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is the process of tissue differentiation which emphasizes the contractile power in the muscle cell, at the same time limiting and finally eliminating the morphogenic power, and which gives the sex cells morphogenic power in such marked degree while it deprives them largely of contractile power. In a former paper, I stated this view thus: “The segmentation nucleus of metazoa contains, as in the infusoria, both micro and macro nuclear elements, but these are retained in varying proportions in its descendants, i.e., in the cells of the adult organism. Through a process of division of labor the power of rejuvenescence becomes restricted to comparatively few of the cells derived from the segmentation nucleus.”

While Minot's views are in part borne out by the conditions in Cymatogaster, the italicised part of the quotation below finds no support, and is negatived by all the observations made in Cymatogaster. His conclusion, as translated by me, is: “Somatic cells are simply cells in which the activity of heredity is prevented by senescence, viz. : tissue differentiation, but the somatic cells can, under favorable conditions, be translated into the rejuvenated stage and then develop the most complete or, at least, more complete, hereditary power."

ABSTRACT OF OBSERVATIONS ON WHICH THE ABOVE CON

CLUSIONS ARE BASED.

The sex cells originally segregated retain their individuality, but undergo a measureable change between the time of their segregation and 7 min. long larvæ. Soon after the larva has reached a length of 7 mm., the sex cells begin to divide. In the meanwhile they have migrated laterad and lie, for the most part, in a longitudinal groove formed by a duplication of the peritoneum into which a few peritoneal cells have also migrated. In one such case an extra sex ridge was formed much further forward than usual, in connection with a few sex cells which were accidentally belated in their migration. The peritoneal cells which have migrated into the sex ridge give rise to the entire stroma of the future sex glands, and together with the sex cells form a core quite distinct from the covering

6 Bull. U. S. Fish Comm., XII, 442, 1894.

Size of larva.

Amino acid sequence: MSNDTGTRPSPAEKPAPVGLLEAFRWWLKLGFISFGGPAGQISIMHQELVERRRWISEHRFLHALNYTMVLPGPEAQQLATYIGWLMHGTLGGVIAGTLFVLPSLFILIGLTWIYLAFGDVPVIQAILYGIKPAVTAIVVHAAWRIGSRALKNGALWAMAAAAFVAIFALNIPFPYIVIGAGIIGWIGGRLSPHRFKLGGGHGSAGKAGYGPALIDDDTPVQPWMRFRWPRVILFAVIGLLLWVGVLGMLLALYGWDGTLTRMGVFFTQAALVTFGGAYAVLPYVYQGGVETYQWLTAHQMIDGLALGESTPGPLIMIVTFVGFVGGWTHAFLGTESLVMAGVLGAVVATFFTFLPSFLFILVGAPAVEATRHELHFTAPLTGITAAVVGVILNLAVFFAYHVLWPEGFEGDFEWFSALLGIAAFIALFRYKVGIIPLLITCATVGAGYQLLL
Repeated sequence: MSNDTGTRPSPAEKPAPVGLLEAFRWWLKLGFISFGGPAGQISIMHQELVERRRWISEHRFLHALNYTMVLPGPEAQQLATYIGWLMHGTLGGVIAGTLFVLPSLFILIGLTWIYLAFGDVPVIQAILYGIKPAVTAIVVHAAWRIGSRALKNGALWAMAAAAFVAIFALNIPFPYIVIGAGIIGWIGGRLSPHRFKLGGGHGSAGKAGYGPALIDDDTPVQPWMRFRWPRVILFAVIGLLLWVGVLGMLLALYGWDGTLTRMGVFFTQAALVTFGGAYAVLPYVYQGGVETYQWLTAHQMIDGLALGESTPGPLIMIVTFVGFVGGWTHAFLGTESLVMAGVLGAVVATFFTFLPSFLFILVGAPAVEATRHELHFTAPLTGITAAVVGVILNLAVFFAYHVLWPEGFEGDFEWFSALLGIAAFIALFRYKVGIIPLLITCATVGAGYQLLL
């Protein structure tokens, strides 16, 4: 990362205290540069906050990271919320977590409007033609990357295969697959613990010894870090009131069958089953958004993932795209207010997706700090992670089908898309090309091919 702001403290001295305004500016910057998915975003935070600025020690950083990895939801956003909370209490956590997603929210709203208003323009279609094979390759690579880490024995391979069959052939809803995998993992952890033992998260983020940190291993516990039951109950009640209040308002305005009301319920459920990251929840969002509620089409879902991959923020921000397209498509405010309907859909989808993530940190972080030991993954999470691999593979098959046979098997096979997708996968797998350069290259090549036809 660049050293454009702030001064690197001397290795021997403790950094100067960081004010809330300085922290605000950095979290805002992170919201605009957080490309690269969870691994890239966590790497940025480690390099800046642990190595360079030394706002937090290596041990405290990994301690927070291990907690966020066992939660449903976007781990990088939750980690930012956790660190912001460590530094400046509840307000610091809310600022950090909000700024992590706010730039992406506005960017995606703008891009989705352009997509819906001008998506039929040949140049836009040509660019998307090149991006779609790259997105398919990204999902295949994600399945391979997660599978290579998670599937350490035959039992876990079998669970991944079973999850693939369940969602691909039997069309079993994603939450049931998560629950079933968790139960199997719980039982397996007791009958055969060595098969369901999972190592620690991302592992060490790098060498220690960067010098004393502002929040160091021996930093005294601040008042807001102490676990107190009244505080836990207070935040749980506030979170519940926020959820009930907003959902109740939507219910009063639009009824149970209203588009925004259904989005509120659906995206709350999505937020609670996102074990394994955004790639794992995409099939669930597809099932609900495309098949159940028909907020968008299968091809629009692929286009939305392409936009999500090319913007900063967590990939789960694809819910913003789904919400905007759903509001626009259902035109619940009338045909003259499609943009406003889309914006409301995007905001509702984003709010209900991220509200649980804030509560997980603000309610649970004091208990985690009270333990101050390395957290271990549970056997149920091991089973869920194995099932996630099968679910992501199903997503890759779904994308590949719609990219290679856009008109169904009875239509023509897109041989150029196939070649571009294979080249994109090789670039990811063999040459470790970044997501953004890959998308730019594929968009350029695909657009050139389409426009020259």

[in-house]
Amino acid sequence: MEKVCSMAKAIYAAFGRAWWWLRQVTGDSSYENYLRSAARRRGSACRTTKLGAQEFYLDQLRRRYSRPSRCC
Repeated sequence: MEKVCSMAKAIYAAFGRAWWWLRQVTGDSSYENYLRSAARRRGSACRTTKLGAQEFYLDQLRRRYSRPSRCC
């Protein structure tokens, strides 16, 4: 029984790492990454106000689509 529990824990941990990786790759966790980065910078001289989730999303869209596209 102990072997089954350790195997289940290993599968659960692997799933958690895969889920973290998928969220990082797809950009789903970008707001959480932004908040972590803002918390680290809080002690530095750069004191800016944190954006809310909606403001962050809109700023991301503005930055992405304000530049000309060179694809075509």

of peritoneum. Posteriorly the sex ridges of the two sides are united into a single ridge. There is considerable variation in the rate of segmentation in larvæ of the same size, but the following table will give an idea of the segmentation and the number of cells in successive stages :

No. of sex cells. No. of generations from fertilization. 45–5 mm. 9-15

5
8
22

6
10
28-183

6-9 12 39–143

7-9 15-17 638-2280

11-13 sexes distinct. 16-25 2200-8000

13-15 The sexes can first be distinguished not by the differences in the sex cells, but in the tunic of peritoneal cells. A small groove on the outer ventral part of the sex ridge is the first indication of the ovarian cavity and the surest criterion of the female. In the male the sex gland remains much more circular in cross section and no groove is developed. Much later histological differences in the sex cells themselves can be made out. The long slender chromatin threads of the female cell just before dividing are represented in the male by short, thick bars.

THE HISTORY AND PRINCIPLES OF GEOLOGY, AND

ITS AIM.

By J. C. HARTZELL, JR., M. S.

(Continued from paye 18.3.) Lamarck and Defrance earnestly engaged in study of fossil shells, and the former, in 1802, reconstructed the system of conchology and introduced into it the new species collected by the latter from the strata underlying the city of Paris and quarried for the construction of its buildings. Six years previous to this Cuvier had established the different specific character of fossil and living elephants and he devoted himself to researches throughout the remainder of his life. Jameson, in 1808, pointed out the nature of all the rocks and the mode in which they were formed, and made use of the observations of Desmorest, who, in 1768, traced the origin of basalt to the crater of volcanoes.

In 1807 the Geological Society of London was established with the professed object of encouraging the collection of data and the making of observations. In 1819 the Society published a map of England by the aid of Greenough. About the same time Buch prepared a similar map of a large part of Germany. A geological survey of France was ordered in 1822 by the French government, and as a result a geological map was published in 1841. Conybeare and Phillips published a treatise on the “Geology of England and Wales,” in 1821. In 1814 Aiken published his work on mineralogy, which had a large circulation at home and in this country. Previous to this Sowerby published a work on “British Mineralogy, illustrated with colored plates,” but the date of which I do not know. The publication of the Geological Map of England, in 1815, by Smith, may be said to form an epoch in the history of geology.